I received a note from fellow Captivate developer Jack Landau that had me scratching my head. Jack had recorded an AVI movie with his digital camera, intending to import the movie into Captivate.
After transferring the movie to his computer, Jack was anxious to import it into a Captivate project. His technique was perfect: He opened a Captivate slide and chose Insert > Animation. He browsed to the folder containing the AVI file. But after opening the AVI file, Jack was greeted with the following message: "This AVI file cannot be converted to an Adobe Flash File. Conversion aborted." Huh?
I am not an animation expert. I don't record my own videos for Captivate projects because, quite honestly, if I used my own videos they'd look like... my recordings. Since I wouldn't want to subject anyone to my videographer "skills," I always rely on video experts to provide the video for my Captivate projects. Since those videos have ALWAYS imported into my Captivate projects without issue, I've never given the process a second thought.
Given my admitted lack of expertise dealing with AVI files (other than importing them into Captivate), I was surprised to discover that, like WAV audio files, not all AVI files are created equal.
A quick Google search of AVI formats yielded several hits. One of the more useful but rather old (Windows 95 era) Web pages I found had an article by Douglas Dixon: AVI Video File Formats: Resolution, Pixels, Colors and Compression.
In the article, Douglas says "...an AVI file is just a wrapper, a package that contains some audio/visual stuff, but with no guarantees about what's inside. Microsoft created the AVI format for packaging A/V data, but it's just a specification for sticking A/V data in a file, along with some control information about what's inside. It's sort of like having rules for putting boxes together ("insert flap A in slot B"), and rules for labeling the box, but anybody can put any sort of stuff in a box, in any language. You can make sense of the contents of a box only if you have the right translation kit, otherwise it's all Greek to you (and to Windows)." Douglas goes on to say "Each developer of a new A/V format is responsible for writing the translation kits that permit your Windows system to understand that flavor of AVI. These kits are called "codecs," for compressor-decompressor, because the video and audio formats usually perform some form of compression to reduce the amount of data in the file. Windows comes with some basic codecs built-in (and with additional ones in more recent versions). If you buy video capture hardware like a USB camera or a PCI board, it will include the codecs needed to understand the formats produced by the hardware. If you buy a video editing program, it will often include additional codecs to support a wider variety of video formats. However, this means you now have a license to create files that other people can't play. Unless they have the same codec, the file is useless to them." So what's a developer to do when an AVI file won't import into Captivate? Read on...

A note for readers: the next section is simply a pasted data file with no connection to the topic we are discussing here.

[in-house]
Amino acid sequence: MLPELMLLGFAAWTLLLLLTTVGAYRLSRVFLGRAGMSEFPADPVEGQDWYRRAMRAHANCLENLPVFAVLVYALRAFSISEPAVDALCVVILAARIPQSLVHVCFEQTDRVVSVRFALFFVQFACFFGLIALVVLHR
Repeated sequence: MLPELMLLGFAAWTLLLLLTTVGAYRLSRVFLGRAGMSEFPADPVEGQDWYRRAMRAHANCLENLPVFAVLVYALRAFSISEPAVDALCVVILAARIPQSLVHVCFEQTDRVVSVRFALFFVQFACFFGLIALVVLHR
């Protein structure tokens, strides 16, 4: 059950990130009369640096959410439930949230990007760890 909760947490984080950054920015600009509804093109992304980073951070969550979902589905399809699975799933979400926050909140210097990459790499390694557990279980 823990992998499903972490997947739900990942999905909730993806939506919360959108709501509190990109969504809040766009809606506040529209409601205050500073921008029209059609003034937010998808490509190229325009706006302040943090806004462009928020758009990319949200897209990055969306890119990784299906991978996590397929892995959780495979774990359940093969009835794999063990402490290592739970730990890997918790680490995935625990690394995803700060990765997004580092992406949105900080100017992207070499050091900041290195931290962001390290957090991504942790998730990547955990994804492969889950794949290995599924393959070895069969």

Option 1: Flash to Flash Video to Captivate I took Jack's original AVI file into Adobe Flash (it imported into Flash without any problems). Then I published the Flash file as a Flash Video. The process took just a few minutes and the Flash Video easily imported into Captivate.
Problem solved... sort of. Jack pointed out that it would be easy enough to follow my steps if he actually owned Adobe Flash and knew how to use it. Jack neither owned Flash nor did he want to invest several hundred dollars in buying the program--I can't say I blame him.
Option 2: Jack...
So Jack snooped around the Web, looking for inexpensive applications that would convert AVI files into formats that would import into Captivate. Here's what he found:
MOVAVI Video Converter ~ $30 personal use/$60 business use.
- Relevant output format is FLV (also supports output in MPEG, AVI, QuickTime, and various other formats)
- FLV output format works efficiently and properly with Captivate 3
- Good features for video cropping, video editing, and individual image save (e.g. as JPG file)
AVS4YOU Video Converter ~ $29 per year
- Relevant output formats are SWF or AVI
- SWF output format doesn't work at all with Captivate 3
- AVI output format sort of works with Captivate, but results are screwy: Captivate required around 10 minutes to process a 3-second AVI file
- SWF output format doesn't work properly with Captivate 3
- FLV output is OK with Captivate
- No video cropping option
- No individual image save feature
- Video edit function is weak and hard to use
Douglas Dixon is an independent technology consultant, editor, author, and speaker specializing in digital media. He has worked in the "Video Valley" of Princeton, N.J. for over twenty-five years, at the bleeding edge where advanced consumer video applications meet personal computers.
Jack Landau is the Product Information and Training Manager for Anritsu Corporation Measurement Group Globalization Center, and has worked in product marketing in the computer communications industry for over 25 years. Jack's goal is to help Anritsu's service managers learn how to use Captivate to merge PowerPoint slides, still images, and short motion video sequences to create training material about product repair techniques for service center staff around the world.
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